Okay, maybe GlaxoSmith Kline did not phrase it exactly that way, but that is the end result as the company will no longer pay doctors to promote its drugs. Each year, GlaxoSmith Kline alone pays tens of millions of dollars to physicians in exchange for them promoting certain drugs to other doctors and medical professionals.
Why is this important? When Peyton Manning does a commercial for Papa John’s or Buick, we all know that he is being paid to endorse those products and we take what he has to say with that grain of salt. But, the same transparency does not exist in the doctor-patient context. Most doctors do not disclose to their patients that they have been paid by a particular pharmaceutical company to give speeches to other doctors at professional conferences and meetings. And since these pharmaceutical companies are paying huge amounts of money to doctors, it is not hard to see how their independent judgment about the best drug for the ailment might be affected.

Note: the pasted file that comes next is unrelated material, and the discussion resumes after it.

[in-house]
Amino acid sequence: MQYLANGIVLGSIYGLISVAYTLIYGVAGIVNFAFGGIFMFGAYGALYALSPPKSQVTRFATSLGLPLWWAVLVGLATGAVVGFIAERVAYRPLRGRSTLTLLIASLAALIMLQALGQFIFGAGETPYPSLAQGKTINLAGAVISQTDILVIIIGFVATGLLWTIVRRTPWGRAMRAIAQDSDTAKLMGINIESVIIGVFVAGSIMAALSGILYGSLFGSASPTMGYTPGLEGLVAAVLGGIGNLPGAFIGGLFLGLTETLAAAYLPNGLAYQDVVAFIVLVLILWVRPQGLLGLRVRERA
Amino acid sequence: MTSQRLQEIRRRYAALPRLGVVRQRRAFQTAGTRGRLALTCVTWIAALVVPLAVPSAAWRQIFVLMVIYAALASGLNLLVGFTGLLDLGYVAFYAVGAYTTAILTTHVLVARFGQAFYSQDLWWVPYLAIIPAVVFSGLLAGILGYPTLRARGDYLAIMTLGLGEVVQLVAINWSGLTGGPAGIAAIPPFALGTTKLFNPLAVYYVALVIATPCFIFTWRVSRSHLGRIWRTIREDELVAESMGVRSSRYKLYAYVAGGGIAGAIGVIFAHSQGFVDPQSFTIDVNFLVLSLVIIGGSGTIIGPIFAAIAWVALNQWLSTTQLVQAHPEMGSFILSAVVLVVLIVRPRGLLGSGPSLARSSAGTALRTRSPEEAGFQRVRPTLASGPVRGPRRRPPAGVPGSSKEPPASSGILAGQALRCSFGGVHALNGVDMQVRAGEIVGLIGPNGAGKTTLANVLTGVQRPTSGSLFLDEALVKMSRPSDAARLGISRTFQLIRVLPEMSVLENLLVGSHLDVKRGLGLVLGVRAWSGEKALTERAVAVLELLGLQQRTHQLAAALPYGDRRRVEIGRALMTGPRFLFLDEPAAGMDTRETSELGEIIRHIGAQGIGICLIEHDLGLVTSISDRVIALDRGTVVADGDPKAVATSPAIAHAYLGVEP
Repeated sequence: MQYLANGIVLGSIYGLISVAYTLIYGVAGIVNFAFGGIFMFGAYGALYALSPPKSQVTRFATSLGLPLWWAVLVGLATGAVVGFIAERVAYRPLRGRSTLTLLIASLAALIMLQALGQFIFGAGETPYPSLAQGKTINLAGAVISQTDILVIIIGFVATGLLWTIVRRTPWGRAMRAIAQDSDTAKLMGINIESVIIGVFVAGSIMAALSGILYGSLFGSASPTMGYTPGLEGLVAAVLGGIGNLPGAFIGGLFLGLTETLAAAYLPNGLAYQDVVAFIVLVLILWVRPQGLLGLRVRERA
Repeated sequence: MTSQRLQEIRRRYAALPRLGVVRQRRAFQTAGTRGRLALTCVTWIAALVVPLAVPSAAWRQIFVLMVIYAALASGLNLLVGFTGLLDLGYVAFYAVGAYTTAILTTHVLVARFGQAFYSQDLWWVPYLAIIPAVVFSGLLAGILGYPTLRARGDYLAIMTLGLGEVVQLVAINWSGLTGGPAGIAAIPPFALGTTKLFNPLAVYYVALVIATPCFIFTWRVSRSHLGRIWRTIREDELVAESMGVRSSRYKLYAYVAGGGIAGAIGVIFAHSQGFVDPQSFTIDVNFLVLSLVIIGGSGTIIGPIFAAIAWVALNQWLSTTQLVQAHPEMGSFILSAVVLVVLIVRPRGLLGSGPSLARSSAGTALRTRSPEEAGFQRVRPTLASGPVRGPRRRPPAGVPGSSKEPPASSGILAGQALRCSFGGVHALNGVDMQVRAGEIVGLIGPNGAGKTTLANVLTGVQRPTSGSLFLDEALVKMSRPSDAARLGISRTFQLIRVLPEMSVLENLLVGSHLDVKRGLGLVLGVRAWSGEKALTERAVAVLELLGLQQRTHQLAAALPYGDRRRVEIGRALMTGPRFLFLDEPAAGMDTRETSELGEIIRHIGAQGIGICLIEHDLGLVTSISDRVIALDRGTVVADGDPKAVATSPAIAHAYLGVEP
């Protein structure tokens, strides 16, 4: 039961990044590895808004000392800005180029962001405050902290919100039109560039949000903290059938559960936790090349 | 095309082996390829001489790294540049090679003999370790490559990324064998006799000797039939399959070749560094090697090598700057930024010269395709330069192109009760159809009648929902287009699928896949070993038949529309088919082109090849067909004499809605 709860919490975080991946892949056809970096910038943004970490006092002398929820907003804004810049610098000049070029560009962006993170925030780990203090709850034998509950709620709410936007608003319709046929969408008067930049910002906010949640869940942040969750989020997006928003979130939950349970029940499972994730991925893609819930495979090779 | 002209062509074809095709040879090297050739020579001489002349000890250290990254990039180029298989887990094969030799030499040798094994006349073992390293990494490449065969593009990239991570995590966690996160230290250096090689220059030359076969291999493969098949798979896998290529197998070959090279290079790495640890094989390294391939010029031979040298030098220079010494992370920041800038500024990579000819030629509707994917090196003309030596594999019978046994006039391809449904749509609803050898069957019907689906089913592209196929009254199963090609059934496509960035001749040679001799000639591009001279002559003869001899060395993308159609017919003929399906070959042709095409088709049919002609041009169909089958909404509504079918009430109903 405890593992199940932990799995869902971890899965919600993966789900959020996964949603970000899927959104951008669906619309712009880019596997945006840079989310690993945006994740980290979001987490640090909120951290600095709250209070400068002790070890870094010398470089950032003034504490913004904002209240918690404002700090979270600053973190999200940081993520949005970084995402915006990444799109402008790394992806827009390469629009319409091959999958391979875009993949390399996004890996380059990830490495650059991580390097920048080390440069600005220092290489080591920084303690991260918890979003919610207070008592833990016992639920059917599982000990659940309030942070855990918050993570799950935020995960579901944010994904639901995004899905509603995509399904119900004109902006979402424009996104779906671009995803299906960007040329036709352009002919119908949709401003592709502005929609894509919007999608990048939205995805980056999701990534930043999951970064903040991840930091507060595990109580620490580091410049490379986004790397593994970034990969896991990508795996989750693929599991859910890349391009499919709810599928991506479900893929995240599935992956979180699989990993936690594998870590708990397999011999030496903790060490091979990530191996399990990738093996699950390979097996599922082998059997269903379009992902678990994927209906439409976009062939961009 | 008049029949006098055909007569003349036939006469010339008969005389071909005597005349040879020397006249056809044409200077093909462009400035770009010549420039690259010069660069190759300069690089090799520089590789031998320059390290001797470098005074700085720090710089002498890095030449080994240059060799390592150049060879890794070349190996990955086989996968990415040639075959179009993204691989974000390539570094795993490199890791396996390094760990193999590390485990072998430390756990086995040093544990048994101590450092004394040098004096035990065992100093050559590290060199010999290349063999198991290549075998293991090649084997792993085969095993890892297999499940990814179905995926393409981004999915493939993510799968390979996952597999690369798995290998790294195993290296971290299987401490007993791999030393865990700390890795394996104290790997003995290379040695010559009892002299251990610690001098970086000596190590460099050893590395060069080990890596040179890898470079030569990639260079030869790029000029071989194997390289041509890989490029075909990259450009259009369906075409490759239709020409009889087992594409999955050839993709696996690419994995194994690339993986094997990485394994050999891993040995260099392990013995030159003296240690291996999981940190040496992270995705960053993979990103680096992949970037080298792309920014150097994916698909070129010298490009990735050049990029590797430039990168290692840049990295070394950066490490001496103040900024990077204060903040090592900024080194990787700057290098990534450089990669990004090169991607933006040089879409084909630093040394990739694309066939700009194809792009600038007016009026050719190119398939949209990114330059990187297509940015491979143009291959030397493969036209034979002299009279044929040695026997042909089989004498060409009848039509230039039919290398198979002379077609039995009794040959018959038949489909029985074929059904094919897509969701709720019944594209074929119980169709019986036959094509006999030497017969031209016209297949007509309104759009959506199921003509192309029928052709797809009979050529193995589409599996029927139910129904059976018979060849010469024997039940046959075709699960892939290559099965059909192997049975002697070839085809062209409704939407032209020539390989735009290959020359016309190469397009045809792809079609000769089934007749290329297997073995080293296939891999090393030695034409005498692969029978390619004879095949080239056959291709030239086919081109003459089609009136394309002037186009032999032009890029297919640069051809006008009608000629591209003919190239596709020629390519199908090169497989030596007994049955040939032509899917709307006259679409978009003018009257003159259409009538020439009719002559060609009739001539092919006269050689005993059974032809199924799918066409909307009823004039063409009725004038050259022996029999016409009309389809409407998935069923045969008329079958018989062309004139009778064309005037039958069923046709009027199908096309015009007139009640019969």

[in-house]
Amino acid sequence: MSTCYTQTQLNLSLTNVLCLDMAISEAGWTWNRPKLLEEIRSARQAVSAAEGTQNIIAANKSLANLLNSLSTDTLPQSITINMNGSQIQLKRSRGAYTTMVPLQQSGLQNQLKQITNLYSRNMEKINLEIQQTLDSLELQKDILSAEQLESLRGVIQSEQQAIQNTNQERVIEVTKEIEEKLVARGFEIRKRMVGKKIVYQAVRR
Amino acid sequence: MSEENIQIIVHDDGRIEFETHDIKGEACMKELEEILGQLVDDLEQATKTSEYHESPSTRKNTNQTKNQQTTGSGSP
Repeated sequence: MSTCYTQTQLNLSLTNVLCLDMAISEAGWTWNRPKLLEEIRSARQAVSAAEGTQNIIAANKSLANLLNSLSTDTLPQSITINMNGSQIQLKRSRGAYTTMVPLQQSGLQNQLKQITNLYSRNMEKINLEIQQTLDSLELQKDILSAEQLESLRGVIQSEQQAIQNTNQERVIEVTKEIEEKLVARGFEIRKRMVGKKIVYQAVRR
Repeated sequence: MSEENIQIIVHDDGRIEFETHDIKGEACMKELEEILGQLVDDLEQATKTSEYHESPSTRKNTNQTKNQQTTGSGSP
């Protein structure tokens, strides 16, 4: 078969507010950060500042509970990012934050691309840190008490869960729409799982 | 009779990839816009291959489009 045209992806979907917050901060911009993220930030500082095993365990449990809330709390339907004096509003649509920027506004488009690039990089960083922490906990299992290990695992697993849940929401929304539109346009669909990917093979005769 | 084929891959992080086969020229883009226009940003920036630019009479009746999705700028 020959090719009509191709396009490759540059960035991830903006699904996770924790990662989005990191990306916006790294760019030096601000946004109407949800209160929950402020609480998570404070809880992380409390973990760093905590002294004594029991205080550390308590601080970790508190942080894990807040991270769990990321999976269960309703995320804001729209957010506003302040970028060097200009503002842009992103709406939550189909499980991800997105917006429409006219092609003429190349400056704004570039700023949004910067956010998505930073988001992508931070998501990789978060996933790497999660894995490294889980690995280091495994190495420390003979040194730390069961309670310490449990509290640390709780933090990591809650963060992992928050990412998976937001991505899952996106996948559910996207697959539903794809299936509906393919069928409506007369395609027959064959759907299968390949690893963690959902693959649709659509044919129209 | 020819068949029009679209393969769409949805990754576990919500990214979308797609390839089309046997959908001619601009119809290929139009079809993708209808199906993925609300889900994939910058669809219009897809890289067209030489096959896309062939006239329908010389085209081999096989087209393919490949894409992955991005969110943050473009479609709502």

In addition to stopping these types of payments, GlaxoSmith Kline will also restructure how it pays its sales representatives. Currently, drug company sales representatives get paid by how many scripts are written. To convince doctors to use their products, sales representatives are given huge expense accounts to wine and dine doctors with expensive dinners, catered lunches, golf outings, etc. Again, all of this activity tends to influence a doctor’s choice in which drug to prescribe a patient.
Many believe GlaxoSmithKline has decided to change its practices in the wake of a $3 billion dollar settlement last year involving qui tam or whistleblower actions.